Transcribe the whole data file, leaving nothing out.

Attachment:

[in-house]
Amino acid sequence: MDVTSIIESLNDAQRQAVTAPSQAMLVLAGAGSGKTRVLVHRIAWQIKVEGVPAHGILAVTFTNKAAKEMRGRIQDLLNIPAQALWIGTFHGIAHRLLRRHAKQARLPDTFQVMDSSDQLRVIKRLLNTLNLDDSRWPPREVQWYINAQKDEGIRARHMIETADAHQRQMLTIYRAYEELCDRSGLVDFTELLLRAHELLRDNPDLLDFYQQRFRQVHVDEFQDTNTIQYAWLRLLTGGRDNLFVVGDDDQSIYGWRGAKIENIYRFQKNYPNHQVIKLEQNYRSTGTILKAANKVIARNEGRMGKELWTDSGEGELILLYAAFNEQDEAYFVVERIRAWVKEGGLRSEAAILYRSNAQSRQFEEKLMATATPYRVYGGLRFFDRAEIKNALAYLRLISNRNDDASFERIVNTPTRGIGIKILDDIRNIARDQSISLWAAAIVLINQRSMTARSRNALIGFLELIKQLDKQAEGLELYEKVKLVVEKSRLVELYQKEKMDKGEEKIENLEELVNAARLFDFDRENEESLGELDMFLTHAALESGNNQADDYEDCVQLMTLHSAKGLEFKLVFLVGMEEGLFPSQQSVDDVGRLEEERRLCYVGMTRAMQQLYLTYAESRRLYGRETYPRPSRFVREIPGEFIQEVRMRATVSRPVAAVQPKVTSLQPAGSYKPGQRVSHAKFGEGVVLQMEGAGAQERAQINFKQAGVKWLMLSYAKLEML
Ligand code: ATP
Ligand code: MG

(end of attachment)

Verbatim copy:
[in-house]
Amino acid sequence: MDVTSIIESLNDAQRQAVTAPSQAMLVLAGAGSGKTRVLVHRIAWQIKVEGVPAHGILAVTFTNKAAKEMRGRIQDLLNIPAQALWIGTFHGIAHRLLRRHAKQARLPDTFQVMDSSDQLRVIKRLLNTLNLDDSRWPPREVQWYINAQKDEGIRARHMIETADAHQRQMLTIYRAYEELCDRSGLVDFTELLLRAHELLRDNPDLLDFYQQRFRQVHVDEFQDTNTIQYAWLRLLTGGRDNLFVVGDDDQSIYGWRGAKIENIYRFQKNYPNHQVIKLEQNYRSTGTILKAANKVIARNEGRMGKELWTDSGEGELILLYAAFNEQDEAYFVVERIRAWVKEGGLRSEAAILYRSNAQSRQFEEKLMATATPYRVYGGLRFFDRAEIKNALAYLRLISNRNDDASFERIVNTPTRGIGIKILDDIRNIARDQSISLWAAAIVLINQRSMTARSRNALIGFLELIKQLDKQAEGLELYEKVKLVVEKSRLVELYQKEKMDKGEEKIENLEELVNAARLFDFDRENEESLGELDMFLTHAALESGNNQADDYEDCVQLMTLHSAKGLEFKLVFLVGMEEGLFPSQQSVDDVGRLEEERRLCYVGMTRAMQQLYLTYAESRRLYGRETYPRPSRFVREIPGEFIQEVRMRATVSRPVAAVQPKVTSLQPAGSYKPGQRVSHAKFGEGVVLQMEGAGAQERAQINFKQAGVKWLMLSYAKLEML
Ligand code: ATP
Ligand code: MG